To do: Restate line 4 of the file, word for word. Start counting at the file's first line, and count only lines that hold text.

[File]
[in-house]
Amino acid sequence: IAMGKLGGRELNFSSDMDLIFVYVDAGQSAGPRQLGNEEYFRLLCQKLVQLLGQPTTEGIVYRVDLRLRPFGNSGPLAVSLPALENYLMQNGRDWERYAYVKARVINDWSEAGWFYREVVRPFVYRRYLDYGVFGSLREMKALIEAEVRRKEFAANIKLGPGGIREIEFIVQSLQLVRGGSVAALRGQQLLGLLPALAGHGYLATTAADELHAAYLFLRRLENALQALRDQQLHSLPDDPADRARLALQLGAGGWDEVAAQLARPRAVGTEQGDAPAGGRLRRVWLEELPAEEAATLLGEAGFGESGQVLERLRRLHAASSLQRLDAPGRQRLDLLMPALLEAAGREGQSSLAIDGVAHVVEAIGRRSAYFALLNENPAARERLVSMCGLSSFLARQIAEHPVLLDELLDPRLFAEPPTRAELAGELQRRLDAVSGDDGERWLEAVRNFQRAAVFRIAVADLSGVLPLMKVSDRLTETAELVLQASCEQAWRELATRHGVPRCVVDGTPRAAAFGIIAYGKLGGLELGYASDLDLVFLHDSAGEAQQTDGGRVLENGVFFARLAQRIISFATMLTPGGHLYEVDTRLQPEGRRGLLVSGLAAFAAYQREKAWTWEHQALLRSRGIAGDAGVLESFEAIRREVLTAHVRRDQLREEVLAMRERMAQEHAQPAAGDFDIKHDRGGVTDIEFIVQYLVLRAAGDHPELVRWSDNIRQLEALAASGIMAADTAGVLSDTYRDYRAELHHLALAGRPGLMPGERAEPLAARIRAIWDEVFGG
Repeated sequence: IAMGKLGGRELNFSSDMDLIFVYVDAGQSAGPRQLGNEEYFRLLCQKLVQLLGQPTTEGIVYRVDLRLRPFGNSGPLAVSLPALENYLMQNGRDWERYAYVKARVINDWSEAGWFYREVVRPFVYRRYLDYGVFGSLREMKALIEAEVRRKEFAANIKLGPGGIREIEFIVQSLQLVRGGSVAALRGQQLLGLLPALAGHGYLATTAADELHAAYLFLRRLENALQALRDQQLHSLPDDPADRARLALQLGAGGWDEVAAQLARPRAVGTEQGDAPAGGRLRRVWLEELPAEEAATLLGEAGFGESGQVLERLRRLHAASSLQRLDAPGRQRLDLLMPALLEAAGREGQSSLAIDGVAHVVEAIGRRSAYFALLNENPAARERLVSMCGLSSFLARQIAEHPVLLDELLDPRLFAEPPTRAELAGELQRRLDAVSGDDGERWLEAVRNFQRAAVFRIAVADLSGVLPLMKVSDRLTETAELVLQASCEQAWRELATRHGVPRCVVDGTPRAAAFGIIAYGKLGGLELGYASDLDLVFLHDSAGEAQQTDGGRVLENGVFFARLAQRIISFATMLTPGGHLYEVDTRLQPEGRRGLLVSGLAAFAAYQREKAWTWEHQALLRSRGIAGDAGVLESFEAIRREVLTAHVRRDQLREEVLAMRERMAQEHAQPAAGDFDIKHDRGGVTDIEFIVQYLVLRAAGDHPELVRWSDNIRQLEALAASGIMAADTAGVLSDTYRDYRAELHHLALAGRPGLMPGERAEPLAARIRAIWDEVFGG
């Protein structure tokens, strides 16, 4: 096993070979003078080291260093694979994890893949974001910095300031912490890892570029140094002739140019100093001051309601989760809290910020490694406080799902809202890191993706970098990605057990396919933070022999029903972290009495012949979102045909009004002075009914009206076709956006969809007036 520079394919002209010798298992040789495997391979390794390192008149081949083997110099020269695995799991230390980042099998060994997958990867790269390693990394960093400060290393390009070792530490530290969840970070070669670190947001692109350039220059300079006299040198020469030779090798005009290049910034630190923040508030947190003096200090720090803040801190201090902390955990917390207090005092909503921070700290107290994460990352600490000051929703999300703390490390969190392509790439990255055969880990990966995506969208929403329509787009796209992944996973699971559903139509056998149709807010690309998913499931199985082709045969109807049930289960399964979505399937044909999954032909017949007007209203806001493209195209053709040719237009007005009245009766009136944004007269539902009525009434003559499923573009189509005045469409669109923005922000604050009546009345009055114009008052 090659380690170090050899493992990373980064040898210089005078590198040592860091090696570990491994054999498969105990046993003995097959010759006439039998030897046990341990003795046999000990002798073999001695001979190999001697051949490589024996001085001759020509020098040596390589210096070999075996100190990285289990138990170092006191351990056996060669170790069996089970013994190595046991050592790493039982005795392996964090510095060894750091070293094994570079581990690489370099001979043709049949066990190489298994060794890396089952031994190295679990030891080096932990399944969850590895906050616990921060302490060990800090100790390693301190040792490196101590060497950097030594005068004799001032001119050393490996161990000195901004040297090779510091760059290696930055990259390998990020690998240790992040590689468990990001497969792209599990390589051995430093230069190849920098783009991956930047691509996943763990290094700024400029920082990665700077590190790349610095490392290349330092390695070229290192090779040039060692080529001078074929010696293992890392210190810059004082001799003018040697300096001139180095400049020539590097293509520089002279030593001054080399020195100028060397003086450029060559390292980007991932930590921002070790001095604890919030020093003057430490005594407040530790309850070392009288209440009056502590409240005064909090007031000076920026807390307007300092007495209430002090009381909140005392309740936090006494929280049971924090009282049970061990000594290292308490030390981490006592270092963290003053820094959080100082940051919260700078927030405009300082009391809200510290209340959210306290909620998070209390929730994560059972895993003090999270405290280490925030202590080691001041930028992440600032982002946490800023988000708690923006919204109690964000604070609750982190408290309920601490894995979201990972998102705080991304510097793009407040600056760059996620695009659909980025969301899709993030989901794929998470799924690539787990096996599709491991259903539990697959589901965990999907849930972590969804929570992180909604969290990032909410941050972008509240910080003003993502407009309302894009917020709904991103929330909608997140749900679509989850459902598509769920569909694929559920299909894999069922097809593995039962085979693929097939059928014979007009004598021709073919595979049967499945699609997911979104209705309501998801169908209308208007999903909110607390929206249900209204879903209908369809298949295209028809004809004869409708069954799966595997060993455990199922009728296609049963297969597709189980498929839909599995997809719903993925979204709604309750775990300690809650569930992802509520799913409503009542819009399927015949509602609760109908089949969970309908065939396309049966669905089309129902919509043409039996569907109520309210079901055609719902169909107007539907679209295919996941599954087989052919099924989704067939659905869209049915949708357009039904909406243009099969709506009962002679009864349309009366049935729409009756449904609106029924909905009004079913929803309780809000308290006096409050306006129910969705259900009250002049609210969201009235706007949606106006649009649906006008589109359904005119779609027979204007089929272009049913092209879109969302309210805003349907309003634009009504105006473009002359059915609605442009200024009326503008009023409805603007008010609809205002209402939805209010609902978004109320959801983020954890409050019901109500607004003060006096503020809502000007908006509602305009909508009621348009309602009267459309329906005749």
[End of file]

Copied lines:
């Protein structure tokens, strides 16, 4: 096993070979003078080291260093694979994890893949974001910095300031912490890892570029140094002739140019100093001051309601989760809290910020490694406080799902809202890191993706970098990605057990396919933070022999029903972290009495012949979102045909009004002075009914009206076709956006969809007036 520079394919002209010798298992040789495997391979390794390192008149081949083997110099020269695995799991230390980042099998060994997958990867790269390693990394960093400060290393390009070792530490530290969840970070070669670190947001692109350039220059300079006299040198020469030779090798005009290049910034630190923040508030947190003096200090720090803040801190201090902390955990917390207090005092909503921070700290107290994460990352600490000051929703999300703390490390969190392509790439990255055969880990990966995506969208929403329509787009796209992944996973699971559903139509056998149709807010690309998913499931199985082709045969109807049930289960399964979505399937044909999954032909017949007007209203806001493209195209053709040719237009007005009245009766009136944004007269539902009525009434003559499923573009189509005045469409669109923005922000604050009546009345009055114009008052 090659380690170090050899493992990373980064040898210089005078590198040592860091090696570990491994054999498969105990046993003995097959010759006439039998030897046990341990003795046999000990002798073999001695001979190999001697051949490589024996001085001759020509020098040596390589210096070999075996100190990285289990138990170092006191351990056996060669170790069996089970013994190595046991050592790493039982005795392996964090510095060894750091070293094994570079581990690489370099001979043709049949066990190489298994060794890396089952031994190295679990030891080096932990399944969850590895906050616990921060302490060990800090100790390693301190040792490196101590060497950097030594005068004799001032001119050393490996161990000195901004040297090779510091760059290696930055990259390998990020690998240790992040590689468990990001497969792209599990390589051995430093230069190849920098783009991956930047691509996943763990290094700024400029920082990665700077590190790349610095490392290349330092390695070229290192090779040039060692080529001078074929010696293992890392210190810059004082001799003018040697300096001139180095400049020539590097293509520089002279030593001054080399020195100028060397003086450029060559390292980007991932930590921002070790001095604890919030020093003057430490005594407040530790309850070392009288209440009056502590409240005064909090007031000076920026807390307007300092007495209430002090009381909140005392309740936090006494929280049971924090009282049970061990000594290292308490030390981490006592270092963290003053820094959080100082940051919260700078927030405009300082009391809200510290209340959210306290909620998070209390929730994560059972895993003090999270405290280490925030202590080691001041930028992440600032982002946490800023988000708690923006919204109690964000604070609750982190408290309920601490894995979201990972998102705080991304510097793009407040600056760059996620695009659909980025969301899709993030989901794929998470799924690539787990096996599709491991259903539990697959589901965990999907849930972590969804929570992180909604969290990032909410941050972008509240910080003003993502407009309302894009917020709904991103929330909608997140749900679509989850459902598509769920569909694929559920299909894999069922097809593995039962085979693929097939059928014979007009004598021709073919595979049967499945699609997911979104209705309501998801169908209308208007999903909110607390929206249900209204879903209908369809298949295209028809004809004869409708069954799966595997060993455990199922009728296609049963297969597709189980498929839909599995997809719903993925979204709604309750775990300690809650569930992802509520799913409503009542819009399927015949509602609760109908089949969970309908065939396309049966669905089309129902919509043409039996569907109520309210079901055609719902169909107007539907679209295919996941599954087989052919099924989704067939659905869209049915949708357009039904909406243009099969709506009962002679009864349309009366049935729409009756449904609106029924909905009004079913929803309780809000308290006096409050306006129910969705259900009250002049609210969201009235706007949606106006649009649906006008589109359904005119779609027979204007089929272009049913092209879109969302309210805003349907309003634009009504105006473009002359059915609605442009200024009326503008009023409805603007008010609809205002209402939805209010609902978004109320959801983020954890409050019901109500607004003060006096503020809502000007908006509602305009909508009621348009309602009267459309329906005749």